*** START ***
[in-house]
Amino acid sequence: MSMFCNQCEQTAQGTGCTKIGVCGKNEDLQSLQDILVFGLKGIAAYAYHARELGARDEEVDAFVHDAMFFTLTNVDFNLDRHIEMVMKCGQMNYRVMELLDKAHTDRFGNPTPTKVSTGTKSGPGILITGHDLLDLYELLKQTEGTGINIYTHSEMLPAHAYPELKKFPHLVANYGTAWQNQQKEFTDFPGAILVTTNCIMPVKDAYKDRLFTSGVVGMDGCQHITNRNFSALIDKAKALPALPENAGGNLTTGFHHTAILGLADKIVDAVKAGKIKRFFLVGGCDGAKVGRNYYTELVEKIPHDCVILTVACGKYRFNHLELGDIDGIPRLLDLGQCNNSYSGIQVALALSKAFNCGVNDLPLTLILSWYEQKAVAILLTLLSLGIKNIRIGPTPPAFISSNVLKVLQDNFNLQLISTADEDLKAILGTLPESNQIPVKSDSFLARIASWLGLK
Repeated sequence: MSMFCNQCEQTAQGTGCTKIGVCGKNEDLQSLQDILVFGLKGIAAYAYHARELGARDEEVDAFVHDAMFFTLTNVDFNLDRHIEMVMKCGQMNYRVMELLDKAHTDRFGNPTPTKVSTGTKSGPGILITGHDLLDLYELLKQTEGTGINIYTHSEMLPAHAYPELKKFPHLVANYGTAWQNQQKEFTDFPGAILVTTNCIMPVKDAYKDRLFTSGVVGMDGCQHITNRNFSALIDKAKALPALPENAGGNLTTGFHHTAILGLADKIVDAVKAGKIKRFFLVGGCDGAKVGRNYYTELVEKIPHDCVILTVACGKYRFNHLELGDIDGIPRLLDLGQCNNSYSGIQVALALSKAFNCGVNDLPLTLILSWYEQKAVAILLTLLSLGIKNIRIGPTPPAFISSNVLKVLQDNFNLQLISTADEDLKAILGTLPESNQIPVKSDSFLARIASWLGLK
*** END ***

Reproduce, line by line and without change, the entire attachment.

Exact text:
[in-house]
Amino acid sequence: MSMFCNQCEQTAQGTGCTKIGVCGKNEDLQSLQDILVFGLKGIAAYAYHARELGARDEEVDAFVHDAMFFTLTNVDFNLDRHIEMVMKCGQMNYRVMELLDKAHTDRFGNPTPTKVSTGTKSGPGILITGHDLLDLYELLKQTEGTGINIYTHSEMLPAHAYPELKKFPHLVANYGTAWQNQQKEFTDFPGAILVTTNCIMPVKDAYKDRLFTSGVVGMDGCQHITNRNFSALIDKAKALPALPENAGGNLTTGFHHTAILGLADKIVDAVKAGKIKRFFLVGGCDGAKVGRNYYTELVEKIPHDCVILTVACGKYRFNHLELGDIDGIPRLLDLGQCNNSYSGIQVALALSKAFNCGVNDLPLTLILSWYEQKAVAILLTLLSLGIKNIRIGPTPPAFISSNVLKVLQDNFNLQLISTADEDLKAILGTLPESNQIPVKSDSFLARIASWLGLK
Repeated sequence: MSMFCNQCEQTAQGTGCTKIGVCGKNEDLQSLQDILVFGLKGIAAYAYHARELGARDEEVDAFVHDAMFFTLTNVDFNLDRHIEMVMKCGQMNYRVMELLDKAHTDRFGNPTPTKVSTGTKSGPGILITGHDLLDLYELLKQTEGTGINIYTHSEMLPAHAYPELKKFPHLVANYGTAWQNQQKEFTDFPGAILVTTNCIMPVKDAYKDRLFTSGVVGMDGCQHITNRNFSALIDKAKALPALPENAGGNLTTGFHHTAILGLADKIVDAVKAGKIKRFFLVGGCDGAKVGRNYYTELVEKIPHDCVILTVACGKYRFNHLELGDIDGIPRLLDLGQCNNSYSGIQVALALSKAFNCGVNDLPLTLILSWYEQKAVAILLTLLSLGIKNIRIGPTPPAFISSNVLKVLQDNFNLQLISTADEDLKAILGTLPESNQIPVKSDSFLARIASWLGLK